if im not mistaken PCSX2 is a project aside from PCSX, having a different creator and all. If i am, then i wonder why Gil Pedersen (PCSX creator) would stop development of the still not perfect PSX emulator to go to the huge and difficult task of creating a PS2 emulator
Seeing as you can buy new Playstation 2s for under £70 with controllers (NEW + BOXED), and second hand ones for about £40. Its really not worth the hassle.
You don't want an iBox now do you? (Search Youtube for iBox )
Sony lost one of the more recent court battles over the PS1 emulator by Connectix. However, the cost of the battle brought the company to its knees, and Sony absorbed it, if I remember correctly.
There are a lot of reasons to get a PlayStation 2 emulator that aren't wrong. For example, my Japanese PS2 won't play American games, so when my wife and I go back to the US, we are artificially restricted from playing games that we legally buy with a legally purchased system. Many countries are considering, or are currently fighting region encoding because it is generally considered to be against general consumer rights. In fact, I believe Australia is making major headway to eliminate DVD region encoding within its own country.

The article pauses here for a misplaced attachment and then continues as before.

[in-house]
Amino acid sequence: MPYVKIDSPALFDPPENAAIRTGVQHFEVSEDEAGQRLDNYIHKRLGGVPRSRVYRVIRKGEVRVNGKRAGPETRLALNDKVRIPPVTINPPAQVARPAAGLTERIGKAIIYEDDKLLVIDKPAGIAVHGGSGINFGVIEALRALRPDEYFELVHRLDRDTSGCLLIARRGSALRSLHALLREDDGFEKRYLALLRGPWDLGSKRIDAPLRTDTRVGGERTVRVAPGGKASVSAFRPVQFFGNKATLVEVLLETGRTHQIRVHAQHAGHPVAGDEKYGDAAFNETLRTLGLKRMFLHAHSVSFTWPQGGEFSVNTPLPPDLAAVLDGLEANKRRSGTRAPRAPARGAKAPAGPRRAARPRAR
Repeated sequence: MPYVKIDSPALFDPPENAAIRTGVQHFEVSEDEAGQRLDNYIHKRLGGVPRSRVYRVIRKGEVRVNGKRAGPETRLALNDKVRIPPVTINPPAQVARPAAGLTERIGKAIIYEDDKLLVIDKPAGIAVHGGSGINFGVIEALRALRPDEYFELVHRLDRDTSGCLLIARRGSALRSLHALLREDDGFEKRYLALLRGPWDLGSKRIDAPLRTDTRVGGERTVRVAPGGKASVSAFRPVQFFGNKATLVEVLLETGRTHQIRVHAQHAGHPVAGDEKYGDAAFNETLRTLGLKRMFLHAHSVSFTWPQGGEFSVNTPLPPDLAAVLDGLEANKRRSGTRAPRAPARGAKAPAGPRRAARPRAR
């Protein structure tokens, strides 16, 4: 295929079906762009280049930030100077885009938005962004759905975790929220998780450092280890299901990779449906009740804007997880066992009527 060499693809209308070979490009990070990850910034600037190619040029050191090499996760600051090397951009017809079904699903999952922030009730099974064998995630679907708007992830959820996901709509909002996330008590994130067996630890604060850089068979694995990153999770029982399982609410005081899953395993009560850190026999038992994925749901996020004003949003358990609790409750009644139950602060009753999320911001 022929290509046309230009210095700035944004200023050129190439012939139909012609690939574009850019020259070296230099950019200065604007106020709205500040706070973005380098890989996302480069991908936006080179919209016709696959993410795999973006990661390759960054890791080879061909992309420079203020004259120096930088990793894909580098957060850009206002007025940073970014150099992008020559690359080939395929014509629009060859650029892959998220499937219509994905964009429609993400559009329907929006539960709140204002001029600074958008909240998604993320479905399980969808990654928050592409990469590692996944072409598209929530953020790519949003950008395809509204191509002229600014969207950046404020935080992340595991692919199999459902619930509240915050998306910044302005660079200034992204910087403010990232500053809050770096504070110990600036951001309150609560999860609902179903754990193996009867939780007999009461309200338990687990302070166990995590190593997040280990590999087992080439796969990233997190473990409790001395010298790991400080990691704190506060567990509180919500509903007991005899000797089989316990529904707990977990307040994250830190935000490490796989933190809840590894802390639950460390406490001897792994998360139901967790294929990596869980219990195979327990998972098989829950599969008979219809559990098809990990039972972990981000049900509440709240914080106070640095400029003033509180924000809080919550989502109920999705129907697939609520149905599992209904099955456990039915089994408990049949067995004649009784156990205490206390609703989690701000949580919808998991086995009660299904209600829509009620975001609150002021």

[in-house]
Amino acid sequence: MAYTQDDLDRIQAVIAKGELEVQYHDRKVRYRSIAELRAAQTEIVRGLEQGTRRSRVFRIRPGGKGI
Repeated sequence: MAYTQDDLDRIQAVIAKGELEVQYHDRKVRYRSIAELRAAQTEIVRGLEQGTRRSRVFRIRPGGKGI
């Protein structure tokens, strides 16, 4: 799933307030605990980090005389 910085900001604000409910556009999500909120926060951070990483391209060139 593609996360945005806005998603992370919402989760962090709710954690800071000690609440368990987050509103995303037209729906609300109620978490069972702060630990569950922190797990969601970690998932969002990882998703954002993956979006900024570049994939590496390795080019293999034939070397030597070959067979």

There is no reason why I shouldn't be able to play a game legally purchased in the US on a legally purchased PS2 from Japan. I firmly believe it violates consumer rights. Therefore, an emulator would help me be able to do what I should have been able to do all along -- play all of my legal games on my legal system!
Another reason is one that is happening to me now: no TV. My TV crapped out on me, and all we have is a microscopic TV from the late 80's. If you squint hard, you can see what's going on. My nice large computer monitor works fine, however, and it works at much crisper resolution, making all my PS2 games look nicer.
Additionally, many people are consolidating their media into as few packages as possible. Being able to watch compute, watch TV, rent and watch movies, and play your games all on your computer is very convenient and efficient.
Basically, emulators are generally NOT illegal, as has been ruled by the American court. Additionally, there is nothing particularly illegal about the process aside from the possibility that someone without a PS2 will use the BIOS, or that the "computer" version of the BIOS may be illegal even if the person owns a PS2 unit; technically, you'd have to copy your own PS2's BIOS yourself, according to current US copyright laws. For example, you can make a copy of your favorite CD for backup, but you can't download it from someone else and use that as your copy, because you didn't copy your own CD.